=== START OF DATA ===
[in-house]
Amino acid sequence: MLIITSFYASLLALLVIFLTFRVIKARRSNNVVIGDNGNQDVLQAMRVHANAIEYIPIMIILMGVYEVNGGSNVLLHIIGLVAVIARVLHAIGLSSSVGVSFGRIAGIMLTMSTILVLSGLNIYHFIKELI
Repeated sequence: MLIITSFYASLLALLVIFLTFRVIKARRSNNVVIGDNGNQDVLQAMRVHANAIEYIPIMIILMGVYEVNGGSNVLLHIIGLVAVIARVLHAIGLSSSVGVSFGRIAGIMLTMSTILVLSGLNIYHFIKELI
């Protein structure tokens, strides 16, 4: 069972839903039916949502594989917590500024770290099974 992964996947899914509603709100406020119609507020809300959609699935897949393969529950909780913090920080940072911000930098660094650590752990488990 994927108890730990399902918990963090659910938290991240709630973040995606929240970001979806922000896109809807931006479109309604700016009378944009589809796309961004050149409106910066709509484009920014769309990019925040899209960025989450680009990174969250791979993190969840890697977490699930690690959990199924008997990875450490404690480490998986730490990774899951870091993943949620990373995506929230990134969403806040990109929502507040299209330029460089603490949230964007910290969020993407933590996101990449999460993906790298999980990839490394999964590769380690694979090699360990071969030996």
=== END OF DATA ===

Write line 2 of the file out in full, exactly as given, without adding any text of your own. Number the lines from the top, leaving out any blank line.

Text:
Amino acid sequence: MLIITSFYASLLALLVIFLTFRVIKARRSNNVVIGDNGNQDVLQAMRVHANAIEYIPIMIILMGVYEVNGGSNVLLHIIGLVAVIARVLHAIGLSSSVGVSFGRIAGIMLTMSTILVLSGLNIYHFIKELI